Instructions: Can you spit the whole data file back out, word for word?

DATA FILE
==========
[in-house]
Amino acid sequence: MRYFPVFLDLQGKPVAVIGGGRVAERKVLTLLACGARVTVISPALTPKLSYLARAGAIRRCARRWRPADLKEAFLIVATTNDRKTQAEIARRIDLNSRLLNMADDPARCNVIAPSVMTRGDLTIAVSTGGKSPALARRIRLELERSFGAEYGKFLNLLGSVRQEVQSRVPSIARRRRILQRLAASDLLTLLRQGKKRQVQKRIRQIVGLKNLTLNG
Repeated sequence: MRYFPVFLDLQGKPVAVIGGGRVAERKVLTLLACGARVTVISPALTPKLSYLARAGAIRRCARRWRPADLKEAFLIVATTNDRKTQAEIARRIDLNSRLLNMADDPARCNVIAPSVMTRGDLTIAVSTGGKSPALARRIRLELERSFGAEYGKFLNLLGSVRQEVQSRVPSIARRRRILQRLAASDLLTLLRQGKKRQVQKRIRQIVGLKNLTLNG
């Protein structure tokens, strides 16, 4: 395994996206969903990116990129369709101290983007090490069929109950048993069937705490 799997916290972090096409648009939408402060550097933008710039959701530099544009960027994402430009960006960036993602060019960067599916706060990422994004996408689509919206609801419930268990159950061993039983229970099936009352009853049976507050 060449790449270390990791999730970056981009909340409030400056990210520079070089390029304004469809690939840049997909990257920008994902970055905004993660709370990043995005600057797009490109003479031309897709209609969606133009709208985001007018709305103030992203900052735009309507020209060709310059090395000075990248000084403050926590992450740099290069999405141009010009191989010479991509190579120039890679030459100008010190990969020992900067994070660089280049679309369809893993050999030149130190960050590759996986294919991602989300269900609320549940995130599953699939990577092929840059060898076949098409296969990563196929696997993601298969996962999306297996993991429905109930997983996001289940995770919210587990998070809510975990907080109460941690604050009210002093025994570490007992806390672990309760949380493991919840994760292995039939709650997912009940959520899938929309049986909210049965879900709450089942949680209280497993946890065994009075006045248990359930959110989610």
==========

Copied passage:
[in-house]
Amino acid sequence: MRYFPVFLDLQGKPVAVIGGGRVAERKVLTLLACGARVTVISPALTPKLSYLARAGAIRRCARRWRPADLKEAFLIVATTNDRKTQAEIARRIDLNSRLLNMADDPARCNVIAPSVMTRGDLTIAVSTGGKSPALARRIRLELERSFGAEYGKFLNLLGSVRQEVQSRVPSIARRRRILQRLAASDLLTLLRQGKKRQVQKRIRQIVGLKNLTLNG
Repeated sequence: MRYFPVFLDLQGKPVAVIGGGRVAERKVLTLLACGARVTVISPALTPKLSYLARAGAIRRCARRWRPADLKEAFLIVATTNDRKTQAEIARRIDLNSRLLNMADDPARCNVIAPSVMTRGDLTIAVSTGGKSPALARRIRLELERSFGAEYGKFLNLLGSVRQEVQSRVPSIARRRRILQRLAASDLLTLLRQGKKRQVQKRIRQIVGLKNLTLNG
């Protein structure tokens, strides 16, 4: 395994996206969903990116990129369709101290983007090490069929109950048993069937705490 799997916290972090096409648009939408402060550097933008710039959701530099544009960027994402430009960006960036993602060019960067599916706060990422994004996408689509919206609801419930268990159950061993039983229970099936009352009853049976507050 060449790449270390990791999730970056981009909340409030400056990210520079070089390029304004469809690939840049997909990257920008994902970055905004993660709370990043995005600057797009490109003479031309897709209609969606133009709208985001007018709305103030992203900052735009309507020209060709310059090395000075990248000084403050926590992450740099290069999405141009010009191989010479991509190579120039890679030459100008010190990969020992900067994070660089280049679309369809893993050999030149130190960050590759996986294919991602989300269900609320549940995130599953699939990577092929840059060898076949098409296969990563196929696997993601298969996962999306297996993991429905109930997983996001289940995770919210587990998070809510975990907080109460941690604050009210002093025994570490007992806390672990309760949380493991919840994760292995039939709650997912009940959520899938929309049986909210049965879900709450089942949680209280497993946890065994009075006045248990359930959110989610």